Christopher Hitchens hardly needs an
introduction; as a journalist, polemicist and “contrarian”, he appears
to be a one-man road show in rusting armour, travelling the world to
tilt at whatever windmills of folly provoke his wrath. Late in this
often engaging, sometimes instructive and occasionally self-regarding
memoir, he compiles “hate” and “love” lists: in the hate column
he puts “dictatorship, religion, stupidity, demagogy, censorship,
bullying and intimidation” while in the love column he has “literature,
irony, humour, the individual, defence of free expression, friendship.”
These lists sum up the passions and themes of this book.
Given the tensions and undercurrents
of his childhood and youth, Hitchens, unlike many who embark on their
autobiography, both understands and forgives his parents. His father
was in the navy, a conventional, reserved man who once admitted that
it was only during the War that he knew what he was supposed to be
His mother, Yvonne, was clearly the driving force of the family; from
a poor Jewish background – which she managed to conceal from her two
sons until well after her death – she was determined that they would
become English gentlemen. Under the English class system this meant
prep school, followed by public school: The Leys, Cambridge.
His mother’s later bizarre death
in a suicide pact with her lover in an Athens hotel when he was in his
early 20s haunts Hitchens still. She had been trying, and failing, to
contact him; for this, he admits, there is no “closure”. He also
confesses remorse at having been a highly neglectful father when his
own children were young. Elsewhere he might tie himself up in elaborate
explanations about his gradual move from a radical engagement with
socialism to support for American conservative policy after 9/11 –
“I didn’t so much repudiate a former loyalty, as feel it falling
away from me” – but here there is honesty without excuses.
An early and precocious reader,
captures well the effect of certain books on his growing awareness:
Richard Llewellyn’s How Green was my Valley, Orwell, Wilfred
Owen and Koestler among others. At The Leys he has a reputation as a
“pseudo-intellectual” and a master tells him, to his great delight,
that he is “in danger of ending up as a pamphleteer.” One might
suggest, perhaps unkindly, that these two early characteristics remain
with him still.
Yvonne instilled in her son that the
“one unforgivable sin is to be boring”. In his memoir, Hitchens
has not always remembered this; he includes long, detailed discussions
of particular political experiences and ideological arguments, such
as with Edward Said, which now seem dated and written to settle old
conflicts, not so much in revenge but because he always has to have
the last word. There is also an odd passage, put in for no good reason,
about what, when and how he likes to drink, carefully explained and
analysed but without any recognition that he might be more than a
and heavy drinker.
What sparkles is his deft and accurate
turn of phrase when pricking pretentiousness: “the bogus refulgences
of Kahlil Gibran and the sickly tautologies of The Prophet”;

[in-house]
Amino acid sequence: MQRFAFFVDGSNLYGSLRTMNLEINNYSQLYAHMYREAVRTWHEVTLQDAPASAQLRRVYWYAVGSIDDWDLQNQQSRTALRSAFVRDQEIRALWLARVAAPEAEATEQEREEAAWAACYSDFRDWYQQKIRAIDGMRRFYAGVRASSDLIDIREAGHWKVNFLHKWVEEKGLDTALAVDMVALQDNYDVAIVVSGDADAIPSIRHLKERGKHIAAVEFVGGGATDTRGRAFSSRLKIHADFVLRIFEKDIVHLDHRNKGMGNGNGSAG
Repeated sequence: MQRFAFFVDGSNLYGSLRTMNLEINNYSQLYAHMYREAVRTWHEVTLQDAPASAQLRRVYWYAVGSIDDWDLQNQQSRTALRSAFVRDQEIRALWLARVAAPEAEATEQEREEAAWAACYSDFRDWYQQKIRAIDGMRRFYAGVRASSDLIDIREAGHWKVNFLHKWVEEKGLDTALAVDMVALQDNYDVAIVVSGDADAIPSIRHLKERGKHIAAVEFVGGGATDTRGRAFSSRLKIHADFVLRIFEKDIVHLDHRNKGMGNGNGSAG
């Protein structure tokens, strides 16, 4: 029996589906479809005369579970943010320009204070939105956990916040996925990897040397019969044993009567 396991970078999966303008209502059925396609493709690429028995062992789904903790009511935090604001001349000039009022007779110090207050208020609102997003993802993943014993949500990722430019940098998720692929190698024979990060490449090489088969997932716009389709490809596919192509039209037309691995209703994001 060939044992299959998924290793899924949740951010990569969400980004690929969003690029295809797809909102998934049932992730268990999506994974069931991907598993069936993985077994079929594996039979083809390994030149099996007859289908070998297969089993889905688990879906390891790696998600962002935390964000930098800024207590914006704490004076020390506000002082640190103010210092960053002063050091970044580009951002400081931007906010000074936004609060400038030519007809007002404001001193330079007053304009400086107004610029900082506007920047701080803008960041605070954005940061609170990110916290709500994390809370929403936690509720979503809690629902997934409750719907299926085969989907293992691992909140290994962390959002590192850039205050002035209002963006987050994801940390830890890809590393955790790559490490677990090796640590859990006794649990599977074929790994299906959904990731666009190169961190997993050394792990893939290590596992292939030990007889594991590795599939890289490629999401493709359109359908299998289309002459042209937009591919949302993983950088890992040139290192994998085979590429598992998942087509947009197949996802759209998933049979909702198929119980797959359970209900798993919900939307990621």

freemasons, “the mafia of the mediocre”; JFK, “a high-risk narcissus”,
Havana, “run by a wrinkled oligarchy of old Communist gargoyles”;
Ceaucescu of Romania, “Caligula sculpted in concrete” and so on.
Hitchens is also honest about his
life.” Beginning at Oxford, his conscience (though he would hardly
call it this) troubles him about his privileged existence; thus his
joining the International Socialists and his championing the proletariat
wherever they seemed to be rising up against political injustice. At
the same time exotic foreign travel, dining out with friends, meeting
celebrities, good food and drink, becoming something of a media
himself, also matter hugely. Not for Hitchens the austere and dedicated
life of a George Orwell, for instance. He quotes Wilde: the problem
with socialism is that it “wastes too many evenings on ‘meetings’”.
With a low boredom threshold, the minutiae of ordinary life is tedious;
what Hitchens enjoys is spending long, boozy, smoke-filled occasions
discussing moral certitudes – interspersed with ritual schoolboy
– among his circle of close friends. These include novelists Martin
Amis and Ian McEwan, the poet James Fenton and Salman Rushdie; as a
prisoner of censorship, Rushdie is a cause naturally close to the
heart. Such is his evident loyalty to his friends that one suspects,
according to E.M. Forster’s dictum, that he would rather die for them
than for his country.
Hitchens is a man who needs a moral
cause. As Left-wing politics have gone sour on him he has taken up
cudgels, now declaiming that “the defence of science and reason is
the great imperative of our time.” There is an irony here; for all
his avowed hatred of bigotry and bullying, he comes across as blinkered
and bigoted in his views about religion as his new friend, Richard
Early on in his memoir he announces that “Everything about Christianity
is contained in the pathetic image of ‘the flock’”. Later, he
describes monotheistic religion “where love is compulsory and must
be offered to a higher being whom one must necessarily also fear…This
[is] moral blackmail…” He is delighted when another friend, the
Somali writer Ayaan Hirsi Ali, tells him she has abandoned Islam for
atheism and puts himself squarely in the “Athens” camp against “Rome”
in the conflict between tolerance and fanaticism.
As has often been pointed out, there
is no-one as intolerant as a liberal crusading against religious belief.
The critic Cyril Connolly once wrote that “inside every fat man there
is a thin man trying to get out.” I will not insult Hitchens by saying
that behind his anti-religious rage there is a believer trying to
But he is a bigger, more generous-hearted man than his prejudices and
spleen suggest, as this provocative memoir bears witness.
Francis Phillips writes from Buckinghamshire, in the UK.